Similar decade rises for household income, cost of housing

This could be relevant to other discussions – household income and the cost of housing have both risen by just over forty percent over the last ten years.

Department of Statistics: Household incomes up over 40 percent from 2008

The average annual household income has risen 41 percent since 2008, up more than twice the rate of inflation, Stats NZ said today.

Over the same period, average annual housing costs increased 43 percent.

“Although average household income grew 41 percent over the last decade, individual households experienced this growth differently,” labour market and household statistics senior manager Jason Attewell said. “While income for the poorest tenth of households grew 29 percent, for the richest tenth, income grew 47 percent.”

From 2008, the average annual household income rose just over $30,000 (41 percent), to reach $105,719 (before tax) in 2018. Over the same period, average annual housing costs increased 43 percent, from $11,967 to $17,122, according to the latest household income and housing-cost statistics. Inflation as measured by the consumers price index increased 17 percent over the same period.

Household income includes any income from wages and salaries, self-employment, investments, government benefits, and superannuation. Housing costs include rent and mortgages, property rates, and building-related insurance.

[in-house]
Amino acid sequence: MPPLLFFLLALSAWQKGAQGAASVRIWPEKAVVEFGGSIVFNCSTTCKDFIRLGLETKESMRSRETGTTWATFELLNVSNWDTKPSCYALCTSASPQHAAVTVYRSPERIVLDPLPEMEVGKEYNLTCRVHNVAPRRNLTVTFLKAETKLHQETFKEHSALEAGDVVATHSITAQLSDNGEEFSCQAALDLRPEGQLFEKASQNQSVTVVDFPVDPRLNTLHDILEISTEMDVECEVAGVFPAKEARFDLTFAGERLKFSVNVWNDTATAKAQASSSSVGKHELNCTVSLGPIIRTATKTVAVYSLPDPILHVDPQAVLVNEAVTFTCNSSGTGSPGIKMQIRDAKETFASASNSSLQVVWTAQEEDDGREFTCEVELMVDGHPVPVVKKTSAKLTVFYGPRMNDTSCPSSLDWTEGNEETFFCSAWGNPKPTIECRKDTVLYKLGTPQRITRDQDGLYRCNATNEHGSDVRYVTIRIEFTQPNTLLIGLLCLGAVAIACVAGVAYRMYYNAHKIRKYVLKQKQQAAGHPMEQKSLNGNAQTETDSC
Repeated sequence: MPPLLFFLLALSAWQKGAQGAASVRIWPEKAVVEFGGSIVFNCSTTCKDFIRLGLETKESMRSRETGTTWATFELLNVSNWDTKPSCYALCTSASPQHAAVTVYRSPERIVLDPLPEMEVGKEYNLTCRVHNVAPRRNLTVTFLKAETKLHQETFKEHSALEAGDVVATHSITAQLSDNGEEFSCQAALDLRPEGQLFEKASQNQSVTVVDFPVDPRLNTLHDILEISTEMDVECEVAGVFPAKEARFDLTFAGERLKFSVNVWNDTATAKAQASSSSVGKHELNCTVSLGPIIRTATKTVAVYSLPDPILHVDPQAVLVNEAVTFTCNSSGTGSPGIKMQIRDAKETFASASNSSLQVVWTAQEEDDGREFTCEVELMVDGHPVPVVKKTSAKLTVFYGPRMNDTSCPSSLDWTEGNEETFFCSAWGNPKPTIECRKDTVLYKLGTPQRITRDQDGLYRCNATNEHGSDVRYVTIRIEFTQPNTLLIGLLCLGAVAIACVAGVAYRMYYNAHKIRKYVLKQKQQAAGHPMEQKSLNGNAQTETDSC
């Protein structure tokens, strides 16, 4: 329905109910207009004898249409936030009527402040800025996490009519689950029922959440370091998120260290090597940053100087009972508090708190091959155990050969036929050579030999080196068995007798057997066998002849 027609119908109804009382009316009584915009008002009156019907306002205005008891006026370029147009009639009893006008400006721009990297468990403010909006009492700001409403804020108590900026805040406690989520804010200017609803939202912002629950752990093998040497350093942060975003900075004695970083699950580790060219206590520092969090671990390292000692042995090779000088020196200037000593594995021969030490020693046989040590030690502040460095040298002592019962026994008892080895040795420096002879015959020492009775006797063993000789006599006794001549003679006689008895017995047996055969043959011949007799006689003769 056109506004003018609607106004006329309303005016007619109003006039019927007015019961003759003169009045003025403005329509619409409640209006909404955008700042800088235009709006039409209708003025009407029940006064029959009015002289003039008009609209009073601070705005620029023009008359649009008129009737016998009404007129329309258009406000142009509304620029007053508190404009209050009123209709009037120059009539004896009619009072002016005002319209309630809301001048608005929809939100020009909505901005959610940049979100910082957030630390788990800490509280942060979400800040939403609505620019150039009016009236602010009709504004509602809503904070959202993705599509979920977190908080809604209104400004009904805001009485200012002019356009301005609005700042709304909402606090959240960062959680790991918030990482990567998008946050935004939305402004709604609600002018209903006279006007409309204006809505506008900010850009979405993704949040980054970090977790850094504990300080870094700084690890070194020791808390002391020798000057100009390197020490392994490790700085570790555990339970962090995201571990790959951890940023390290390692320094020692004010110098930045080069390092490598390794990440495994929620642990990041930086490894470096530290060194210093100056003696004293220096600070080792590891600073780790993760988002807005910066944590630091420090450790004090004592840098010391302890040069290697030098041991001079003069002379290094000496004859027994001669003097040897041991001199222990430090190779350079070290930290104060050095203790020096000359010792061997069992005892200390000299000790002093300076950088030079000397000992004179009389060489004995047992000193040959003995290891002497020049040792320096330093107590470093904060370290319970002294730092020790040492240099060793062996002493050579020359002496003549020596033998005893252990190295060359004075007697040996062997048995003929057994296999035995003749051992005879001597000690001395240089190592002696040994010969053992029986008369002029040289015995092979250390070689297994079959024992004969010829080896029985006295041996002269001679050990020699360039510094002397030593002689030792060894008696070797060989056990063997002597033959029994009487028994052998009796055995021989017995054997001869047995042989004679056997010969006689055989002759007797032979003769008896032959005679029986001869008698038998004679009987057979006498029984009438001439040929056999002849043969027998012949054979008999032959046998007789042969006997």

Housing costs to income ratio remains unchanged from 2008

For the year ended June 2018, households spent an average of $16.30 of every $100 of their household income on housing costs. This is relatively unchanged from the $16 they spent a decade ago.

“Although the ratio of housing costs to household income hasn’t changed significantly over the last decade, certain types of households, such as renters and poorer households, pay a higher proportion of housing costs,” Mr Attewell said.

For the year ended June 2018, 1 in 5 (21 percent) of renting households spent 40 percent or more of their household income on housing costs, including rent. This compared with 7.5 percent of homeowners who spent that much of their household income on housing costs, including mortgages.

“The ratio of housing costs to household income is an important measure, because a high proportion of housing costs is often associated with financial strain, particularly for lower-income households,” Mr Attewell said.